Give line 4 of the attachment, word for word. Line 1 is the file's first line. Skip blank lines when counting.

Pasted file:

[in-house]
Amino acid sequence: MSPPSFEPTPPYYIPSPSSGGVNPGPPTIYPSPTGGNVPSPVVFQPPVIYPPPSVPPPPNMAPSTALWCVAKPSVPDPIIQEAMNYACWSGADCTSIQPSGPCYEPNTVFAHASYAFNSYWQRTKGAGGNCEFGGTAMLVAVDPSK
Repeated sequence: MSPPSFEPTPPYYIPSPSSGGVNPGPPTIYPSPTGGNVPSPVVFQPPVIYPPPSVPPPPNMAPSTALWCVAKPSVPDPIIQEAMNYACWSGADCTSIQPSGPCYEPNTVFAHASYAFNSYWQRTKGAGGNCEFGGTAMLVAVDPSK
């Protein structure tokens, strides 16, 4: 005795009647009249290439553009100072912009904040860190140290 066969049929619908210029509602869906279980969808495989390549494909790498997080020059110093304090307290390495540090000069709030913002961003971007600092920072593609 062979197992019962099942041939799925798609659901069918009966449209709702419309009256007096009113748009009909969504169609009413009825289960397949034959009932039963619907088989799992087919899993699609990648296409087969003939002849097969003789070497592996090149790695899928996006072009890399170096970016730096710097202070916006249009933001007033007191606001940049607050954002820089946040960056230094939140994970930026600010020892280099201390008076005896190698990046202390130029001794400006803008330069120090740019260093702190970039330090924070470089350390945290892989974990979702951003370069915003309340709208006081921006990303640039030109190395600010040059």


């Protein structure tokens, strides 16, 4: 005795009647009249290439553009100072912009904040860190140290 066969049929619908210029509602869906279980969808495989390549494909790498997080020059110093304090307290390495540090000069709030913002961003971007600092920072593609 062979197992019962099942041939799925798609659901069918009966449209709702419309009256007096009113748009009909969504169609009413009825289960397949034959009932039963619907088989799992087919899993699609990648296409087969003939002849097969003789070497592996090149790695899928996006072009890399170096970016730096710097202070916006249009933001007033007191606001940049607050954002820089946040960056230094939140994970930026600010020892280099201390008076005896190698990046202390130029001794400006803008330069120090740019260093702190970039330090924070470089350390945290892989974990979702951003370069915003309340709208006081921006990303640039030109190395600010040059």